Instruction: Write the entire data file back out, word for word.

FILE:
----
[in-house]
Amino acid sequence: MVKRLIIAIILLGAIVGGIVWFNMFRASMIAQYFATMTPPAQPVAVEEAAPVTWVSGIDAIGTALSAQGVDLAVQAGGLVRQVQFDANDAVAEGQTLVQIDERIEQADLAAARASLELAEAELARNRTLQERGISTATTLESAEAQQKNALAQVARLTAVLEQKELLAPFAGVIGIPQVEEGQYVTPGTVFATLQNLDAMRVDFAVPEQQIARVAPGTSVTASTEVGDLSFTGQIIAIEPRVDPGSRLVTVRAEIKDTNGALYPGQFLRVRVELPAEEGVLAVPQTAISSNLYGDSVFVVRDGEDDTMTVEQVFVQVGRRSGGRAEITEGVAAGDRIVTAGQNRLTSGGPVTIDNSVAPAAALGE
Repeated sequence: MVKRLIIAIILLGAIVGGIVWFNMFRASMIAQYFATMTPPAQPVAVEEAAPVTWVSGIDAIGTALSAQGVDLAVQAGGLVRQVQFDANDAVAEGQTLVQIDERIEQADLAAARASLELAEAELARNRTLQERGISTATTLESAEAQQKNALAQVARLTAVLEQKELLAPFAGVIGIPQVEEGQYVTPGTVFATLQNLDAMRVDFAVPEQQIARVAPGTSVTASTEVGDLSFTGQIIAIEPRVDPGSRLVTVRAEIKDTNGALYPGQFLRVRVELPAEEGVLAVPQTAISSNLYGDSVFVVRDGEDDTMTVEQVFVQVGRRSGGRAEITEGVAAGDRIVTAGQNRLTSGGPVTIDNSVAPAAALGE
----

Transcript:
[in-house]
Amino acid sequence: MVKRLIIAIILLGAIVGGIVWFNMFRASMIAQYFATMTPPAQPVAVEEAAPVTWVSGIDAIGTALSAQGVDLAVQAGGLVRQVQFDANDAVAEGQTLVQIDERIEQADLAAARASLELAEAELARNRTLQERGISTATTLESAEAQQKNALAQVARLTAVLEQKELLAPFAGVIGIPQVEEGQYVTPGTVFATLQNLDAMRVDFAVPEQQIARVAPGTSVTASTEVGDLSFTGQIIAIEPRVDPGSRLVTVRAEIKDTNGALYPGQFLRVRVELPAEEGVLAVPQTAISSNLYGDSVFVVRDGEDDTMTVEQVFVQVGRRSGGRAEITEGVAAGDRIVTAGQNRLTSGGPVTIDNSVAPAAALGE
Repeated sequence: MVKRLIIAIILLGAIVGGIVWFNMFRASMIAQYFATMTPPAQPVAVEEAAPVTWVSGIDAIGTALSAQGVDLAVQAGGLVRQVQFDANDAVAEGQTLVQIDERIEQADLAAARASLELAEAELARNRTLQERGISTATTLESAEAQQKNALAQVARLTAVLEQKELLAPFAGVIGIPQVEEGQYVTPGTVFATLQNLDAMRVDFAVPEQQIARVAPGTSVTASTEVGDLSFTGQIIAIEPRVDPGSRLVTVRAEIKDTNGALYPGQFLRVRVELPAEEGVLAVPQTAISSNLYGDSVFVVRDGEDDTMTVEQVFVQVGRRSGGRAEITEGVAAGDRIVTAGQNRLTSGGPVTIDNSVAPAAALGE